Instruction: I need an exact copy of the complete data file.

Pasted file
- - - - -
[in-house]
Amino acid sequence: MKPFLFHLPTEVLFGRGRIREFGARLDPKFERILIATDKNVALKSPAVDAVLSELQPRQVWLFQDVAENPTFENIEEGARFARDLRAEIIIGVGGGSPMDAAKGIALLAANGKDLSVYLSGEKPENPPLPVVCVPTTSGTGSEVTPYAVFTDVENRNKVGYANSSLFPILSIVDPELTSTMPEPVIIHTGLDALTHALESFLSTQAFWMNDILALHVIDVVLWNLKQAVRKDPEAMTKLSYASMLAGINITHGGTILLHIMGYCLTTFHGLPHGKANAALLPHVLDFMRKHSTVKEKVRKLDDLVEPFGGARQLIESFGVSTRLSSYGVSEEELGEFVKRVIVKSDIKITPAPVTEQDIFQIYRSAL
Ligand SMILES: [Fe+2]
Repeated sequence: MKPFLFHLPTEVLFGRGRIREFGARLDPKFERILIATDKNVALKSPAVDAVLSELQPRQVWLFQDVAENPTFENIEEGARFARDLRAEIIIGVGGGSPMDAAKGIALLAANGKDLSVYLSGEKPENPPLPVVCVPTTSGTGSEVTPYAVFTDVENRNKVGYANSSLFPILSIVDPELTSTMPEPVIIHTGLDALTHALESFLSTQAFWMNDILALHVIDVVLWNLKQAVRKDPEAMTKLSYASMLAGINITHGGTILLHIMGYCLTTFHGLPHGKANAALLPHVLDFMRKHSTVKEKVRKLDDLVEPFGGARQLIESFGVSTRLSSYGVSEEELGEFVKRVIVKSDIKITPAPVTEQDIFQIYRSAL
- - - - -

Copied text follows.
[in-house]
Amino acid sequence: MKPFLFHLPTEVLFGRGRIREFGARLDPKFERILIATDKNVALKSPAVDAVLSELQPRQVWLFQDVAENPTFENIEEGARFARDLRAEIIIGVGGGSPMDAAKGIALLAANGKDLSVYLSGEKPENPPLPVVCVPTTSGTGSEVTPYAVFTDVENRNKVGYANSSLFPILSIVDPELTSTMPEPVIIHTGLDALTHALESFLSTQAFWMNDILALHVIDVVLWNLKQAVRKDPEAMTKLSYASMLAGINITHGGTILLHIMGYCLTTFHGLPHGKANAALLPHVLDFMRKHSTVKEKVRKLDDLVEPFGGARQLIESFGVSTRLSSYGVSEEELGEFVKRVIVKSDIKITPAPVTEQDIFQIYRSAL
Ligand SMILES: [Fe+2]
Repeated sequence: MKPFLFHLPTEVLFGRGRIREFGARLDPKFERILIATDKNVALKSPAVDAVLSELQPRQVWLFQDVAENPTFENIEEGARFARDLRAEIIIGVGGGSPMDAAKGIALLAANGKDLSVYLSGEKPENPPLPVVCVPTTSGTGSEVTPYAVFTDVENRNKVGYANSSLFPILSIVDPELTSTMPEPVIIHTGLDALTHALESFLSTQAFWMNDILALHVIDVVLWNLKQAVRKDPEAMTKLSYASMLAGINITHGGTILLHIMGYCLTTFHGLPHGKANAALLPHVLDFMRKHSTVKEKVRKLDDLVEPFGGARQLIESFGVSTRLSSYGVSEEELGEFVKRVIVKSDIKITPAPVTEQDIFQIYRSAL